Building a Firestop Company With a Soul
Sponsored Feature by STI
Brian Witt / April 2022
Entrepreneurship is part of the American dream. But even in a stable economy, most startups don’t survive. In these fluid times, established companies too are experimenting to find greater resilience and flexibility. The co-founder and CEO of Specified Technologies, Inc., Charbel Tagher, shares some of what he has learned over 30 years nurturing a startup in the construction industry to its thriving maturity today.
What in your mind accounts for STI’s rise from a two-person startup 30 years ago to one of the main players in the firestopping industry today?
In a few words: We always cared more. And we still do.
Jim Stahl Sr. and I started STI intending to make a difference. Thirty years ago, firestopping was an emerging sector of the construction industry. It aimed to save lives, but the practice itself was a bit of an enigma, with little technical clarity, almost no enforcement, few knowledgeable contractors, and products that were solvent-based. You had to wear a mask and gloves to use them, and a five-gallon pail of firestop sealant would sell for about $500.
We knew we could do better, and we launched in 1990. Jim was a brilliant engineer who by then had been dabbling with water-based products for close to 20 years and had a good understanding of the nascent firestopping industry. And I brought some relevant management experience: After many years at McKinsey advising companies what to do, I ran a division of a mid-size company (T&B) that included a microscopic firestopping line. That’s where Jim and I met.
Together, we had a clear goal: to build a company that would make a difference and be different. We envisioned a premier technology company, a thought leader who would help advance the science and art of firestopping. A company that would in time become the preferred choice of the people in our industry: That’s where the checkmark in our logo and the words Specified Technologies come from.
We realized that customers would first have to give our tiny startup a shot in the shadow of the giants of the time (3M, GE, Dow Corning, Hilti). And that’s when our caring transformed into committed policy: to make innovative and better products, add value the giants couldn’t or wouldn’t, make it enjoyable for our customers to interact with us, and most important, to continuously improve safety while helping our customers succeed at what they do. We also decided that we would make our products in the USA (I feel a special debt to this country), which we have for 30 years now, even though we export to around 50 countries, including China.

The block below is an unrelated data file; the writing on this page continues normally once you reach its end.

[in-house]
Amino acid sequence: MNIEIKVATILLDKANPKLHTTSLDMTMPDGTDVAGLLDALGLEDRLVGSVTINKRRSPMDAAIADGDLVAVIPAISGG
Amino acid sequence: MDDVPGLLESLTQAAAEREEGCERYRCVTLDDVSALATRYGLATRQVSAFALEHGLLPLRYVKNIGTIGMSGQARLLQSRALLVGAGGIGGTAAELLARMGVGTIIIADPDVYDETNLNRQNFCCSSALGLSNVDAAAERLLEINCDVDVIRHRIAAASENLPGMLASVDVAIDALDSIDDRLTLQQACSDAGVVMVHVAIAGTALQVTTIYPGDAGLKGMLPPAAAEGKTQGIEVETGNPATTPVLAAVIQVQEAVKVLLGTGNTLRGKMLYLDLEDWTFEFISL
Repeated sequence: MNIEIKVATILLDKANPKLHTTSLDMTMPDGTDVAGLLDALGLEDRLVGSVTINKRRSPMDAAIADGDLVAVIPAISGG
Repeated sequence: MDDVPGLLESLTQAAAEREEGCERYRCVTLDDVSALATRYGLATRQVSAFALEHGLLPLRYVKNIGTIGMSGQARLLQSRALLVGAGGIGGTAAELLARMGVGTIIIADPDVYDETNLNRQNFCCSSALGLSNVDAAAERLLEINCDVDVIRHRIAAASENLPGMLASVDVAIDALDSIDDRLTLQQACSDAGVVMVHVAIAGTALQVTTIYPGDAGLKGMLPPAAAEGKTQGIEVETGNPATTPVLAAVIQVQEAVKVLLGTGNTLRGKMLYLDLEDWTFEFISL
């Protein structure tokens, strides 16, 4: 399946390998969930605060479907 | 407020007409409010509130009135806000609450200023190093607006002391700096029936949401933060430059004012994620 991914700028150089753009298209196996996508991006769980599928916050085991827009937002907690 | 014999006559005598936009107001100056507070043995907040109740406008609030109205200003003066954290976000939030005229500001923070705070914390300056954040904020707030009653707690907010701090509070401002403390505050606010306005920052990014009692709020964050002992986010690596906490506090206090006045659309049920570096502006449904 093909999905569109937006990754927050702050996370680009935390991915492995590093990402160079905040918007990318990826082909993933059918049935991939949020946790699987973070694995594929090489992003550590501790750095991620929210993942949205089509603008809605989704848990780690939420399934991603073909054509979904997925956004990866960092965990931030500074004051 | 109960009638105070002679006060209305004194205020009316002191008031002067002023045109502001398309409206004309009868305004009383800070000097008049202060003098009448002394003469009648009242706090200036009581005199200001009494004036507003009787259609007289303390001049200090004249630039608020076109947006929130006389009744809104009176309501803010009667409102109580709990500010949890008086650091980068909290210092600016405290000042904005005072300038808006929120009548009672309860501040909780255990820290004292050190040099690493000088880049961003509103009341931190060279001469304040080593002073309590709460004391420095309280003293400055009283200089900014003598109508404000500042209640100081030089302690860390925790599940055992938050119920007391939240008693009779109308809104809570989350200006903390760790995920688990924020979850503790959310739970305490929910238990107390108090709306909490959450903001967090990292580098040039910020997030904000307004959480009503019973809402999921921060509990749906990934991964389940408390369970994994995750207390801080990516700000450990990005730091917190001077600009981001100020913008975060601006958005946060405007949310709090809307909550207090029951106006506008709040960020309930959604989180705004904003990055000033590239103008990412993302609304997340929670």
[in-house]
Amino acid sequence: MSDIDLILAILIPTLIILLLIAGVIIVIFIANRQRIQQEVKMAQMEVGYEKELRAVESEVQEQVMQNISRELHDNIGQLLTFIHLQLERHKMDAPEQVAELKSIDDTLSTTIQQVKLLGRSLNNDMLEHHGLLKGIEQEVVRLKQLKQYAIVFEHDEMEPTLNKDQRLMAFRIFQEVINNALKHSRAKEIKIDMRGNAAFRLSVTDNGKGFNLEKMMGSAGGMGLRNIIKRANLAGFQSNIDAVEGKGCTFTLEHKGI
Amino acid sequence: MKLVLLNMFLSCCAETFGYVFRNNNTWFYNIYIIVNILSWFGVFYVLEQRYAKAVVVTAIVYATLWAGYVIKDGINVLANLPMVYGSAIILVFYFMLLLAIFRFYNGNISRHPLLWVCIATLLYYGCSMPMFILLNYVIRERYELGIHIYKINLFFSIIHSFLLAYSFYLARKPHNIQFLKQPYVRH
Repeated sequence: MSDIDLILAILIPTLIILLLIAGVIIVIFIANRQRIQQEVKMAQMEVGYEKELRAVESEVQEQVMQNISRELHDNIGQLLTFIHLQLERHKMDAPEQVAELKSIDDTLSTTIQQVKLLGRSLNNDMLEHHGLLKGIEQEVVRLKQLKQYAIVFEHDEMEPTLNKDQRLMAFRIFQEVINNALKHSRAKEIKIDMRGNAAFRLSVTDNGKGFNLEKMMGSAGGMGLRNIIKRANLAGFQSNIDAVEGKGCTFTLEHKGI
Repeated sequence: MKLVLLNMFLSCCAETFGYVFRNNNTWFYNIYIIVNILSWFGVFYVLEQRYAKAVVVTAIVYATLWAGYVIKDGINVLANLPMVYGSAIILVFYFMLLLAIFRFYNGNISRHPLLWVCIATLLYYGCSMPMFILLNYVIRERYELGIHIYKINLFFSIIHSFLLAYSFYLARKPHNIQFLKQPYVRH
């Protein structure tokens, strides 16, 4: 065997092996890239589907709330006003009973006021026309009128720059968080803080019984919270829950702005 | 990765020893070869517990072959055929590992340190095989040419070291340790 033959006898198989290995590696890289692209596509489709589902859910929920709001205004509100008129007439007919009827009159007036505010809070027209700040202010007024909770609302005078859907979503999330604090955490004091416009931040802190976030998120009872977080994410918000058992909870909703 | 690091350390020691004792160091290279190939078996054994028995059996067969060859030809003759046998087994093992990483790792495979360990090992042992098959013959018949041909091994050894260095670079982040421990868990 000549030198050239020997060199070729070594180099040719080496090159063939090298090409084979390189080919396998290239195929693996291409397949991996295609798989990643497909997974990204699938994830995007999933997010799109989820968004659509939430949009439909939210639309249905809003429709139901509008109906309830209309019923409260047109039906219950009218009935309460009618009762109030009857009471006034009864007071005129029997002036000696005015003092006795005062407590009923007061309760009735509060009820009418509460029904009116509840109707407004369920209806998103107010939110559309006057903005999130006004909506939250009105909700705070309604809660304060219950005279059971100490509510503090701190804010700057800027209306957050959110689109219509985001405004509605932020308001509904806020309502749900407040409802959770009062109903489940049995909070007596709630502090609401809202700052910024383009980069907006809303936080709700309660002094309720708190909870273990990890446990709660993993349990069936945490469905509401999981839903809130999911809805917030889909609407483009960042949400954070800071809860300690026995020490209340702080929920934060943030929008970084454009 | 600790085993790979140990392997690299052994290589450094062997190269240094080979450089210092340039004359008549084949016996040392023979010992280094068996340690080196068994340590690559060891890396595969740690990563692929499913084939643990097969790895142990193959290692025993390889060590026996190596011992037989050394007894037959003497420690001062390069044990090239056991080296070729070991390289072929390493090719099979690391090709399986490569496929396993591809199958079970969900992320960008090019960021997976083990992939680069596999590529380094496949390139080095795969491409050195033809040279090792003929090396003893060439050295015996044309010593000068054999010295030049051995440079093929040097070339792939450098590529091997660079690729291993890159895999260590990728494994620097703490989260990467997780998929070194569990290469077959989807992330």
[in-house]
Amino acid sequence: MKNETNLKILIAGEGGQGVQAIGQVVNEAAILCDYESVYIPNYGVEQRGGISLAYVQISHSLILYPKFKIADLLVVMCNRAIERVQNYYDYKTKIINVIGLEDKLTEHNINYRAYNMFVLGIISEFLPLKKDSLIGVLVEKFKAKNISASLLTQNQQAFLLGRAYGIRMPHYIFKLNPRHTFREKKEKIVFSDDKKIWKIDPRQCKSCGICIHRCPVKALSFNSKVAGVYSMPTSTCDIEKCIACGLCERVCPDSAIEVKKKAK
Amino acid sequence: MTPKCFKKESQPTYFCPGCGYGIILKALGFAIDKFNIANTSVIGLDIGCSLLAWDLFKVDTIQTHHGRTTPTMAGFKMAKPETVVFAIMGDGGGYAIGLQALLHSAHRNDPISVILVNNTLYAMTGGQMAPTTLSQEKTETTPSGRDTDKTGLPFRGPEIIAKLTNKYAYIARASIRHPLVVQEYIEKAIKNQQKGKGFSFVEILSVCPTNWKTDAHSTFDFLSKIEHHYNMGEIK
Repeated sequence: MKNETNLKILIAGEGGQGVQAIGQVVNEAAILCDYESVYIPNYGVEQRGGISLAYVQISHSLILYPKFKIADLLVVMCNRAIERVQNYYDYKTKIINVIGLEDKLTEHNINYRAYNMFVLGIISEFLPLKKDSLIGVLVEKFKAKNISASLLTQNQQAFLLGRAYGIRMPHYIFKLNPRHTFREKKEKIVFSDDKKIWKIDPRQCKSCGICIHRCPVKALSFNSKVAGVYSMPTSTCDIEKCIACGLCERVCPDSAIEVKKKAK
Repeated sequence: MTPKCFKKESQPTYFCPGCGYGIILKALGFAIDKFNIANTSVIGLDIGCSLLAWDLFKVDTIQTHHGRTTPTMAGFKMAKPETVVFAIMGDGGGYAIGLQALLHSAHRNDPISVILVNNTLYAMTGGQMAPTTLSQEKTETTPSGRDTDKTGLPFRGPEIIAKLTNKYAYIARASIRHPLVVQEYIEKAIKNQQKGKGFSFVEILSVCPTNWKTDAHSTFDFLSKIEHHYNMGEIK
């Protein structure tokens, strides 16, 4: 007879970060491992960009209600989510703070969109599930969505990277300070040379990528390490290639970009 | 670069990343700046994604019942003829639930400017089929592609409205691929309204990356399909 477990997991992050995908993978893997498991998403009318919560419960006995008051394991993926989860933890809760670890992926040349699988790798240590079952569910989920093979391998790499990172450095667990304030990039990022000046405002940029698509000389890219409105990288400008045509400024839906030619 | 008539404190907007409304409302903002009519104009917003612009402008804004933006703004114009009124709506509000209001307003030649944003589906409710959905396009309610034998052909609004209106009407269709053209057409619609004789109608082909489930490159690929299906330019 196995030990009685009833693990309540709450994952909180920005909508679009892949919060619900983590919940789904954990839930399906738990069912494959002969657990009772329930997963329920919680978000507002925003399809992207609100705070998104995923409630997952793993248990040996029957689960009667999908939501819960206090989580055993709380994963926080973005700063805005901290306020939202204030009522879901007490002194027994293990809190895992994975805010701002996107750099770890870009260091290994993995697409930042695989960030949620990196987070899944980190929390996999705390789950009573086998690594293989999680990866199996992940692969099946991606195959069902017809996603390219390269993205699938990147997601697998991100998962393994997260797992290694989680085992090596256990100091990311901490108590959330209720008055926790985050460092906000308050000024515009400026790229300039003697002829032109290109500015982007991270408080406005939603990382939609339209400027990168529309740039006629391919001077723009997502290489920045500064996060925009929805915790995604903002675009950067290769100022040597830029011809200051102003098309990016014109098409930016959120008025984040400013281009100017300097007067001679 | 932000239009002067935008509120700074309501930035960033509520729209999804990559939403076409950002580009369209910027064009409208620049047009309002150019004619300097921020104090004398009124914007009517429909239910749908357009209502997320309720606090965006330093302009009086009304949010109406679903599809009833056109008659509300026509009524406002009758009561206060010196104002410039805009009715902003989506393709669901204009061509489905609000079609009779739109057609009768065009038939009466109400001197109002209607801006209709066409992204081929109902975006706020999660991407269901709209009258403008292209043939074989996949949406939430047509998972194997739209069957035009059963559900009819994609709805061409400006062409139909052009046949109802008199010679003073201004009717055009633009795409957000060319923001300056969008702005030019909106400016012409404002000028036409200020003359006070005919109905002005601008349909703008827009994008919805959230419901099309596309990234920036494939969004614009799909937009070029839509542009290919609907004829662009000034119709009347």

To start with, we patented and introduced a new, safe and superior technology: the water-based two-stage controlled expansion. It allowed simpler and better solutions that covered a wider range of applications. And we did our best to provide outstanding sales and technical support so that end users had their questions answered very quickly and would get engineering judgments by highly qualified personnel. Over the years, to make sure we provided safe and excellent solutions, we tested extensively. We started with 12 UL systems and if I remember well, 3M, the market leader, had 48 UL systems. In fact, the whole industry had around 100 UL systems! I’m proud to say that STI today has around 1,650 UL systems—more than anyone else by a long shot. We’ve also made it very easy for our customers to pick the right UL systems on our website. And we put powerful search engines in place that allow our engineers to search our databases very efficiently. So, when we provide an engineering judgment, we know what we’re talking about. And when we refuse to provide one, it’s for the same reason.
A few years ago, we had an opportunity to hire some wonderful and very talented engineers who wanted to remain in Tulsa and were forced to resign their positions. We had not expected to have such an opportunity and had not budgeted for it. But we did not hesitate to hire them, opened an office in Tulsa, and seamlessly integrated them into our team. Their presence has helped propel our engineering support from great to elite while fulfilling their personal needs.
Another strategic policy choice flowed out of our commitment to caring: To prioritize solutions over sales. We saw that often firestopping problems were just a symptom and that customers needed help addressing problems in a lasting, holistic manner. STI products that were integrated within a practical framework made it easier for them and other industry players to solve their problems with a solution, not just tubes of caulk. The industry’s performance, as well as STI’s, went up with our policy choice. It gave our business a huge head start with programs such as the Barrier Management Program, EZ-Path, Firestop Locator and Submittal Builder.
Most importantly, we hired smart people with the right attitude, and invested in them. We did our best to make sure internal and external communications were open, honest, fast and respectful. Colleagues (and customers!) who feel empowered and valued stay a long time and contribute outsized value to the company and the industry. More than half our people have been with us over 10 years. Most of the senior people have been around more than 15 years. Longevity and continuity have allowed us to develop a strong middle management bench in all disciplines and deeper relationships with customers.